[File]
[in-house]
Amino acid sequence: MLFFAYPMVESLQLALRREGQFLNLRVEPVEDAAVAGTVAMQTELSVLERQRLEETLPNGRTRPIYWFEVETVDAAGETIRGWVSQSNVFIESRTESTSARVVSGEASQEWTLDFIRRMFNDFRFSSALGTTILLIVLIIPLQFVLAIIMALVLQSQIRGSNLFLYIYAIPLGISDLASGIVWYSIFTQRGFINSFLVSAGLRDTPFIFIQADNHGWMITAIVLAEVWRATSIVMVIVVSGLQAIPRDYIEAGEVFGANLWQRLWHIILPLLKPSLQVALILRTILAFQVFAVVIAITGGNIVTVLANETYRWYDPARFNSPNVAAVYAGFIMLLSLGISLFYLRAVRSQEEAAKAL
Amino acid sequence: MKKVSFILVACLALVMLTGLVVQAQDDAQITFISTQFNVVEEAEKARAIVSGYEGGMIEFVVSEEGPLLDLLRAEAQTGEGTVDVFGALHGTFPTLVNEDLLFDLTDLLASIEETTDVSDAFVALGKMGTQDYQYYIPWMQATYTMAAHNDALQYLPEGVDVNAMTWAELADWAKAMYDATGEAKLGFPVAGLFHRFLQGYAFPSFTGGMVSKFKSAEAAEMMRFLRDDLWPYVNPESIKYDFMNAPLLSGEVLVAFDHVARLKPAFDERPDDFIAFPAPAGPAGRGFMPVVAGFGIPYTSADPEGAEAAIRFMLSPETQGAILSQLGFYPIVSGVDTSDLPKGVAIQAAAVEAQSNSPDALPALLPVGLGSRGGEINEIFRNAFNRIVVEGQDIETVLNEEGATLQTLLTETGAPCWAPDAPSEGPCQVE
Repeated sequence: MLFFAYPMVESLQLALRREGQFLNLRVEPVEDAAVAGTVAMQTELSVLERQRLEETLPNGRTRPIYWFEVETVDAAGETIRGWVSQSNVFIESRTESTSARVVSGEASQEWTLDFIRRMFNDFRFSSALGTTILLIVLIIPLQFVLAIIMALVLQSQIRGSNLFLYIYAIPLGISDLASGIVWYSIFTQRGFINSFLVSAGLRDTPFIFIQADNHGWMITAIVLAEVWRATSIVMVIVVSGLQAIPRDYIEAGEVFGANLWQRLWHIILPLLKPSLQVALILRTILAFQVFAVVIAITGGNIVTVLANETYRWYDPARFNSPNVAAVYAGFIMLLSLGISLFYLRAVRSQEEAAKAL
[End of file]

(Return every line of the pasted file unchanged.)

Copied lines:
[in-house]
Amino acid sequence: MLFFAYPMVESLQLALRREGQFLNLRVEPVEDAAVAGTVAMQTELSVLERQRLEETLPNGRTRPIYWFEVETVDAAGETIRGWVSQSNVFIESRTESTSARVVSGEASQEWTLDFIRRMFNDFRFSSALGTTILLIVLIIPLQFVLAIIMALVLQSQIRGSNLFLYIYAIPLGISDLASGIVWYSIFTQRGFINSFLVSAGLRDTPFIFIQADNHGWMITAIVLAEVWRATSIVMVIVVSGLQAIPRDYIEAGEVFGANLWQRLWHIILPLLKPSLQVALILRTILAFQVFAVVIAITGGNIVTVLANETYRWYDPARFNSPNVAAVYAGFIMLLSLGISLFYLRAVRSQEEAAKAL
Amino acid sequence: MKKVSFILVACLALVMLTGLVVQAQDDAQITFISTQFNVVEEAEKARAIVSGYEGGMIEFVVSEEGPLLDLLRAEAQTGEGTVDVFGALHGTFPTLVNEDLLFDLTDLLASIEETTDVSDAFVALGKMGTQDYQYYIPWMQATYTMAAHNDALQYLPEGVDVNAMTWAELADWAKAMYDATGEAKLGFPVAGLFHRFLQGYAFPSFTGGMVSKFKSAEAAEMMRFLRDDLWPYVNPESIKYDFMNAPLLSGEVLVAFDHVARLKPAFDERPDDFIAFPAPAGPAGRGFMPVVAGFGIPYTSADPEGAEAAIRFMLSPETQGAILSQLGFYPIVSGVDTSDLPKGVAIQAAAVEAQSNSPDALPALLPVGLGSRGGEINEIFRNAFNRIVVEGQDIETVLNEEGATLQTLLTETGAPCWAPDAPSEGPCQVE
Repeated sequence: MLFFAYPMVESLQLALRREGQFLNLRVEPVEDAAVAGTVAMQTELSVLERQRLEETLPNGRTRPIYWFEVETVDAAGETIRGWVSQSNVFIESRTESTSARVVSGEASQEWTLDFIRRMFNDFRFSSALGTTILLIVLIIPLQFVLAIIMALVLQSQIRGSNLFLYIYAIPLGISDLASGIVWYSIFTQRGFINSFLVSAGLRDTPFIFIQADNHGWMITAIVLAEVWRATSIVMVIVVSGLQAIPRDYIEAGEVFGANLWQRLWHIILPLLKPSLQVALILRTILAFQVFAVVIAITGGNIVTVLANETYRWYDPARFNSPNVAAVYAGFIMLLSLGISLFYLRAVRSQEEAAKAL